American Property: A History of How, Why, and What We Own (Harvard 2011) is one of his best (though I seem to say that about every one of his books). This book may become a centerpiece of my Property Theory Seminar in the Spring.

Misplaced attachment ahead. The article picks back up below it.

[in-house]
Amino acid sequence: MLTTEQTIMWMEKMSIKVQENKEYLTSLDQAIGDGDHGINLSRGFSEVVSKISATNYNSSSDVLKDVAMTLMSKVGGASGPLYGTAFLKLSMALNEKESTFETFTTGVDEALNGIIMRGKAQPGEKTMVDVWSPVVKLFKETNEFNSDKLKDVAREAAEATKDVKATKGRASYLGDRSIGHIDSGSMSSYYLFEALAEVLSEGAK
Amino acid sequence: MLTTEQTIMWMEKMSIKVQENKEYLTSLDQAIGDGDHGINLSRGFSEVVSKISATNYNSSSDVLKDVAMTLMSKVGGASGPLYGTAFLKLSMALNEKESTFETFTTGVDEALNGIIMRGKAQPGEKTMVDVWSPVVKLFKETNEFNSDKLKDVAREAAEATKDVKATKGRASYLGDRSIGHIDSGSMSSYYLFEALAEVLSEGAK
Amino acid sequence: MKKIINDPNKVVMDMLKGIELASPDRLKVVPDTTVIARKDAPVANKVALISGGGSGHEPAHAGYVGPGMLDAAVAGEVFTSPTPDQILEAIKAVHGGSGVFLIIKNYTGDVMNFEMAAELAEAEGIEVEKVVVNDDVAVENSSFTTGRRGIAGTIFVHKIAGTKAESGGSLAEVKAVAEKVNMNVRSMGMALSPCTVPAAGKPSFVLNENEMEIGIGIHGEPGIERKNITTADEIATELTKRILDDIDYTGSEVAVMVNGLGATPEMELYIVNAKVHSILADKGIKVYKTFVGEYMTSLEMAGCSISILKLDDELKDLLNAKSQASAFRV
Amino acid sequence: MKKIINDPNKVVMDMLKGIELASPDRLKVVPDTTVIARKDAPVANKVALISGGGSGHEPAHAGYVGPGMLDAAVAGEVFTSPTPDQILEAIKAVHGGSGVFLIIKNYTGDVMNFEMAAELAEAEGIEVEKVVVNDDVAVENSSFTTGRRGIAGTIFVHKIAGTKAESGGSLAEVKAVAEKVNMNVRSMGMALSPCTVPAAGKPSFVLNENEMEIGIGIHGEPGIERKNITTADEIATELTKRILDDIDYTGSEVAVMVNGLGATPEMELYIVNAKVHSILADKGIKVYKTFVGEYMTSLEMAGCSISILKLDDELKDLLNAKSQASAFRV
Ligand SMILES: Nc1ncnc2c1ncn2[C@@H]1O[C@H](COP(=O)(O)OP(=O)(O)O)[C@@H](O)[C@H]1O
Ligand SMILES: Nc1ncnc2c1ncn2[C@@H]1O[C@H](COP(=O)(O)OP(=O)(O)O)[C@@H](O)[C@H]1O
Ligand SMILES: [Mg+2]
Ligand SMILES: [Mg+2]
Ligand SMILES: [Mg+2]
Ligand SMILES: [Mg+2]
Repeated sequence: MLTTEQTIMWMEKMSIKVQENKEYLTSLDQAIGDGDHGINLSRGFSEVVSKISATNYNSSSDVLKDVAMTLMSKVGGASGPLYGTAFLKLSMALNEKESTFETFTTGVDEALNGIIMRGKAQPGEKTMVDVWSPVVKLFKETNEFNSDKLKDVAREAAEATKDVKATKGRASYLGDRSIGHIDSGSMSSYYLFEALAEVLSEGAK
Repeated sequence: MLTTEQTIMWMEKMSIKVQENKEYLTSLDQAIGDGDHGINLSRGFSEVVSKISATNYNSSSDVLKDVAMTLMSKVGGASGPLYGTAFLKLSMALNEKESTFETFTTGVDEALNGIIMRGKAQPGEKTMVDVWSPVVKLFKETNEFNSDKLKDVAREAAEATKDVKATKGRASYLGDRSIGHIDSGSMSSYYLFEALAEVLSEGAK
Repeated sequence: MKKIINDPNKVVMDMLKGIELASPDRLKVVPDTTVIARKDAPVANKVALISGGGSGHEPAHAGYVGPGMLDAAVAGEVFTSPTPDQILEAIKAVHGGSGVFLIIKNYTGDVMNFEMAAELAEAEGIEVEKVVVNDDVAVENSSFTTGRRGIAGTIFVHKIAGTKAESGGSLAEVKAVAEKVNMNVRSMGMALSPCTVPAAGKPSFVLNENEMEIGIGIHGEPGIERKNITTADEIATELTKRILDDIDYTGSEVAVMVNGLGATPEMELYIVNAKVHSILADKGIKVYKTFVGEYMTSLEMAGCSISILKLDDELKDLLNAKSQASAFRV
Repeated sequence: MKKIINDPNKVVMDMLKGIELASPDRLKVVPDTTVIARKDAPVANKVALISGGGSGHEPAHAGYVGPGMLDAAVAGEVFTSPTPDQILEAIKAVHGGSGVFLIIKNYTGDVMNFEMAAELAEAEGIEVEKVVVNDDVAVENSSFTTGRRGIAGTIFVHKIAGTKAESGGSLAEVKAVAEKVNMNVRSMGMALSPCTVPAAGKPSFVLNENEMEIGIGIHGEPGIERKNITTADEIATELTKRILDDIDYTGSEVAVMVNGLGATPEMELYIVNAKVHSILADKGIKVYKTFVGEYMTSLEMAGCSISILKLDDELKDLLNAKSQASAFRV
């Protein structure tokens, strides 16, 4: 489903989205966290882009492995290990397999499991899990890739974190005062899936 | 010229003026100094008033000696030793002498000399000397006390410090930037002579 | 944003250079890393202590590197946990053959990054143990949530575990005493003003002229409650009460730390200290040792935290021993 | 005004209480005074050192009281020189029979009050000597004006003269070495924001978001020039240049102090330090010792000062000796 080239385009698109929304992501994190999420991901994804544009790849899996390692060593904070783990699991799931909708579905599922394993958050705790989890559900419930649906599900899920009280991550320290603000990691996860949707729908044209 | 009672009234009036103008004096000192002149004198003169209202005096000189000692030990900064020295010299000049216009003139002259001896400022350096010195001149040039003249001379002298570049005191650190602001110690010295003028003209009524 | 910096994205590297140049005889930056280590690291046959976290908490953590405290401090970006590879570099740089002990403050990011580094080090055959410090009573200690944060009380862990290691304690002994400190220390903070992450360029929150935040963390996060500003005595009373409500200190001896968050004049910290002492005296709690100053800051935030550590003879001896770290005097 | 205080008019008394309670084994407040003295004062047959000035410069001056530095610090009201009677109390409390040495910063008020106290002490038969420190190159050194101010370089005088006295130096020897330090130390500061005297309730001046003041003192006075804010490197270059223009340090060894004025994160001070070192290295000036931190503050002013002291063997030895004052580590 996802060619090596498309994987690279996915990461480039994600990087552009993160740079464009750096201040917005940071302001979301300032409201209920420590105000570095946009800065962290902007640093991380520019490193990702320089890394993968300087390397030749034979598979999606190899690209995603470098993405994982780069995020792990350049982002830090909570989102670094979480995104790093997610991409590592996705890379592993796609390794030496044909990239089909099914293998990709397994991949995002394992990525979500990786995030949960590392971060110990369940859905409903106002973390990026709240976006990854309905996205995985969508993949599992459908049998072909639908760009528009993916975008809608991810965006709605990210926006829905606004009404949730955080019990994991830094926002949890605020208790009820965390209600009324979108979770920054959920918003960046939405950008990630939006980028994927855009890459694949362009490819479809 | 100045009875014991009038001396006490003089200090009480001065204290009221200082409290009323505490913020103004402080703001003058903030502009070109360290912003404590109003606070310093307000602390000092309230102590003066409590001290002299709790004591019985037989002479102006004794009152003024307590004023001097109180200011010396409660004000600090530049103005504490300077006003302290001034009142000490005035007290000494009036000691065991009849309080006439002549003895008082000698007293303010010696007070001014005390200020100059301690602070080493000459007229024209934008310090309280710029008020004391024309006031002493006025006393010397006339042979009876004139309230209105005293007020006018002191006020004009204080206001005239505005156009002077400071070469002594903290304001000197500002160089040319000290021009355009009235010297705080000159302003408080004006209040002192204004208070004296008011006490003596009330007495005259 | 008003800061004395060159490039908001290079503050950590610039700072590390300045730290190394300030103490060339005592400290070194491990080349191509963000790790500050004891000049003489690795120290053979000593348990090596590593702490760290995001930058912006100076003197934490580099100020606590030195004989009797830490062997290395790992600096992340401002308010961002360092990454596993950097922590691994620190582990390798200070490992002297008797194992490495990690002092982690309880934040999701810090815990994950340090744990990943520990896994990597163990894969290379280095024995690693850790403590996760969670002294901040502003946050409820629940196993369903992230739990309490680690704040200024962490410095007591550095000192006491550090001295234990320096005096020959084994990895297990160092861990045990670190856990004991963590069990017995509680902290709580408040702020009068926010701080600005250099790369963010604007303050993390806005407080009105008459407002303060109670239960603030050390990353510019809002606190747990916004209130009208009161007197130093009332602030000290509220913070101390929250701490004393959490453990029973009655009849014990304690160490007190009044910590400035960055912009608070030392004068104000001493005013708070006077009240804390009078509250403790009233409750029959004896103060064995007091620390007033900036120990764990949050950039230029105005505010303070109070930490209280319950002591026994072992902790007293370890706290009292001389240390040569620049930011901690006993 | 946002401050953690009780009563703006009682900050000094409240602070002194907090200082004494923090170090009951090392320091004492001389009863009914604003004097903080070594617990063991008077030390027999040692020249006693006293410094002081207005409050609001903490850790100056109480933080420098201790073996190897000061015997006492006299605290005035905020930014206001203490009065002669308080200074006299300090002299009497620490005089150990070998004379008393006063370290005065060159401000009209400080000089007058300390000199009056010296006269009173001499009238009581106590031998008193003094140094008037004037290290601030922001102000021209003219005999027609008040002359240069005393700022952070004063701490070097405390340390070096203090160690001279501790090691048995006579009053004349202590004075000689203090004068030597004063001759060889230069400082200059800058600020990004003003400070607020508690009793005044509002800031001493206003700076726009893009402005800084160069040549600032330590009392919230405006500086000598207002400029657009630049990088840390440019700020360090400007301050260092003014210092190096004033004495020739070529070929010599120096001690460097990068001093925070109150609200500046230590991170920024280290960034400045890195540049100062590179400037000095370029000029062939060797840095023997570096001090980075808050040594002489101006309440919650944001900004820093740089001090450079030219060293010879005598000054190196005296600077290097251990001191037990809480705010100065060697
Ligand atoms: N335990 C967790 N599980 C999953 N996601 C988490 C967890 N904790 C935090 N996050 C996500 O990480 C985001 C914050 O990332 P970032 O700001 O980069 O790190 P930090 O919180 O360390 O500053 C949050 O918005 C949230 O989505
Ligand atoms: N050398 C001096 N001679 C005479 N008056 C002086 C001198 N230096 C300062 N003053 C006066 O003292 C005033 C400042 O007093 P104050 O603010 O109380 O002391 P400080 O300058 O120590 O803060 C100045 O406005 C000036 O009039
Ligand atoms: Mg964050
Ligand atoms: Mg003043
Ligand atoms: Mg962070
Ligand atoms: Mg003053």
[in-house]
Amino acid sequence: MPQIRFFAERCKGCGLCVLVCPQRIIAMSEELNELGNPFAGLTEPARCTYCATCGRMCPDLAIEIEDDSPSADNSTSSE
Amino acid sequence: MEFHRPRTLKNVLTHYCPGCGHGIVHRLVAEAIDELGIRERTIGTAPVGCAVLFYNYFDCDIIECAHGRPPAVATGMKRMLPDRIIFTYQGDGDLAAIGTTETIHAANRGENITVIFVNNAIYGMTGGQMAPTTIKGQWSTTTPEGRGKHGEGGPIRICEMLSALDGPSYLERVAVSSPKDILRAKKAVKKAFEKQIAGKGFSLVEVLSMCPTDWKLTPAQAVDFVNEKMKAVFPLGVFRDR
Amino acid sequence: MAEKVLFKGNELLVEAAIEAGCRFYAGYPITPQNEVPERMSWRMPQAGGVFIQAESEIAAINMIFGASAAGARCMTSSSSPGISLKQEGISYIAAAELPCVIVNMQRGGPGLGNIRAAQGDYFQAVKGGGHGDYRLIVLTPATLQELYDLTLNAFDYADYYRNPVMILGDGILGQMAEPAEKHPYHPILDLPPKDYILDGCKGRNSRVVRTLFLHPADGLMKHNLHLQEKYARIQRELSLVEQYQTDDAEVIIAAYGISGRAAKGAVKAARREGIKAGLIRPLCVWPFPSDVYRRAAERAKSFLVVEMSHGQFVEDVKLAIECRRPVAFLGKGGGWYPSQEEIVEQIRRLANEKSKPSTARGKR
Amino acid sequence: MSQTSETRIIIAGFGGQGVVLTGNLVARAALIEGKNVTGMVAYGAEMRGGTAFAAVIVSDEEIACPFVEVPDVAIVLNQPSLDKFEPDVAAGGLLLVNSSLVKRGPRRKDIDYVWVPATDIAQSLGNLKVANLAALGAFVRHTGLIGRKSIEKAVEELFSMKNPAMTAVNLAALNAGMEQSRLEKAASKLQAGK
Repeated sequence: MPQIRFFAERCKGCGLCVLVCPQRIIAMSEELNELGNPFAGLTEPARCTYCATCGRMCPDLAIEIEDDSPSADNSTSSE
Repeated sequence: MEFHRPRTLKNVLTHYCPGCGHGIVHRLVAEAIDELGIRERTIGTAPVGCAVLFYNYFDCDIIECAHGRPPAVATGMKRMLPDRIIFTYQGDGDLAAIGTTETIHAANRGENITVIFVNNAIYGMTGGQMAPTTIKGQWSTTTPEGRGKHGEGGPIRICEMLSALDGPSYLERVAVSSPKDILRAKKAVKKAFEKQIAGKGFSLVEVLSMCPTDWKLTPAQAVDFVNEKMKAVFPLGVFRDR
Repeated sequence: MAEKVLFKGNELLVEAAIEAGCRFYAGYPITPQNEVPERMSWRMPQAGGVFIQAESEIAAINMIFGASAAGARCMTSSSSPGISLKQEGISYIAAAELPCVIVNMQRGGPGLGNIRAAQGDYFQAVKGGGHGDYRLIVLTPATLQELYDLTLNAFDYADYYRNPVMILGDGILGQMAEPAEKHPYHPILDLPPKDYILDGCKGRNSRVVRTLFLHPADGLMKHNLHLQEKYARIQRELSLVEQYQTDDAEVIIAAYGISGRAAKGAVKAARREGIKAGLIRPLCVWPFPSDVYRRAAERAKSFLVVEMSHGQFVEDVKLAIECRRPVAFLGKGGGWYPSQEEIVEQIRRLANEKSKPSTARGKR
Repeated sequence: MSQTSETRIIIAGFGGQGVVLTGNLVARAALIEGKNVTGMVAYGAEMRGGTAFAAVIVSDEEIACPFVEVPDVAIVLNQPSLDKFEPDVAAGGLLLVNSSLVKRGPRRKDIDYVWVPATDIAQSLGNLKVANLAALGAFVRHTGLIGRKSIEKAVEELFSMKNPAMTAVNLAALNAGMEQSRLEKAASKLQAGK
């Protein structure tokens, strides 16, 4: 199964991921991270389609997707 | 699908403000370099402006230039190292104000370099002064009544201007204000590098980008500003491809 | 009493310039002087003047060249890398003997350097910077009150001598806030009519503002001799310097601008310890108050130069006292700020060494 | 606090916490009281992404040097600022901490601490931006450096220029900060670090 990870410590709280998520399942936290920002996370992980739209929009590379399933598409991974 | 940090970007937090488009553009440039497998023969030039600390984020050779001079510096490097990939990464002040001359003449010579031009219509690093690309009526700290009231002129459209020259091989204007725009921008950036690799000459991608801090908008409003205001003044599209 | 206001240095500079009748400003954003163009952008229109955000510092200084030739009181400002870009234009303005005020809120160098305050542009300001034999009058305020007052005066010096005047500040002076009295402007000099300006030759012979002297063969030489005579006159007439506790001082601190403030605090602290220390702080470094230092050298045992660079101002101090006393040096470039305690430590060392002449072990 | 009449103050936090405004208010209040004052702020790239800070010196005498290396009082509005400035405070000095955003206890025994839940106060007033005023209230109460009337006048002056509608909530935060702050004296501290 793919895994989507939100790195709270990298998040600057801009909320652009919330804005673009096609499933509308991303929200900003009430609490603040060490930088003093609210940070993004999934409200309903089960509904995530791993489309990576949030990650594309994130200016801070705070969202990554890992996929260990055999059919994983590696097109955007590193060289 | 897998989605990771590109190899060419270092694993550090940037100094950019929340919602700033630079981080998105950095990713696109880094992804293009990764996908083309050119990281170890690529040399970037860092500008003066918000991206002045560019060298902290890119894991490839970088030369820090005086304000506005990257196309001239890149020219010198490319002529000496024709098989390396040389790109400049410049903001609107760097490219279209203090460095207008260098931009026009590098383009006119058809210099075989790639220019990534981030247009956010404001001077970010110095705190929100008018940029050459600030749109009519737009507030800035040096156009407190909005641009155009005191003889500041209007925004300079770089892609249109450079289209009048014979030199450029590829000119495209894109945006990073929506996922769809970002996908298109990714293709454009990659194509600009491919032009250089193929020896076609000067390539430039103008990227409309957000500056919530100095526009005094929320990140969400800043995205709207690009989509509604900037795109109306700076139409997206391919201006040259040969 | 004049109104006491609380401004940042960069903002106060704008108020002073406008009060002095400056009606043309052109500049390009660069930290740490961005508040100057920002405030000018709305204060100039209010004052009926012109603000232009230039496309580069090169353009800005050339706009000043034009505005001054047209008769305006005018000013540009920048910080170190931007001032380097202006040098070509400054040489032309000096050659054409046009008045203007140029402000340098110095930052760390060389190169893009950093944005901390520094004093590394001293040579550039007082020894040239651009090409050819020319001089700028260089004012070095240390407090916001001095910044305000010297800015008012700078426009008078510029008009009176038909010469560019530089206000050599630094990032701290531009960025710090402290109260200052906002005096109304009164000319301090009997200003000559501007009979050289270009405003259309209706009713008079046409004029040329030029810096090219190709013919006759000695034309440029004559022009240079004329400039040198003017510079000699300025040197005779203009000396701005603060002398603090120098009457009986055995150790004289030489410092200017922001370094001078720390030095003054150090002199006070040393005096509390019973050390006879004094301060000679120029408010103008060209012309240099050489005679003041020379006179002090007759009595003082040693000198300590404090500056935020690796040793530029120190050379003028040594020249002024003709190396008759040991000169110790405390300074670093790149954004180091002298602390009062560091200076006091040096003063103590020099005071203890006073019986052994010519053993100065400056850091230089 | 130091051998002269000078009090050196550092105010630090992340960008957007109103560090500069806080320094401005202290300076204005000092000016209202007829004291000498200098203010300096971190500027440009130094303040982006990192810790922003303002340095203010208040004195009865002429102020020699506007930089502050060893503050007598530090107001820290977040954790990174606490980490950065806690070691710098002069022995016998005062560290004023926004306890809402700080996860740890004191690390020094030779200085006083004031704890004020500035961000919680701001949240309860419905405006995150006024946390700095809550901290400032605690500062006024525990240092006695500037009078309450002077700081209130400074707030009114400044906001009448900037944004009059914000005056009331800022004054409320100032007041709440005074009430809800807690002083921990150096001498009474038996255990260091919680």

The Case for a Carbon Tax: Getting Past Our Hang-ups to Effective Climate Policy (Island Press 2011). In it, he argues for a carbon tax as preferable to cap-and-trade, traditional regulation, or alternative energy subsidies for curbing greenhouse gas emissions because it is simpler to design, implement, and administer. His arguments are entirely persuasive. Although, I'm not sure it makes a carbon tax any easier to actually enact as a political matter. In fact, I'm not sure that policy makers (aside from the bureaucrats of the European Commission and, perhaps, the State of California) are ready to institute an effective climate policy of any kind.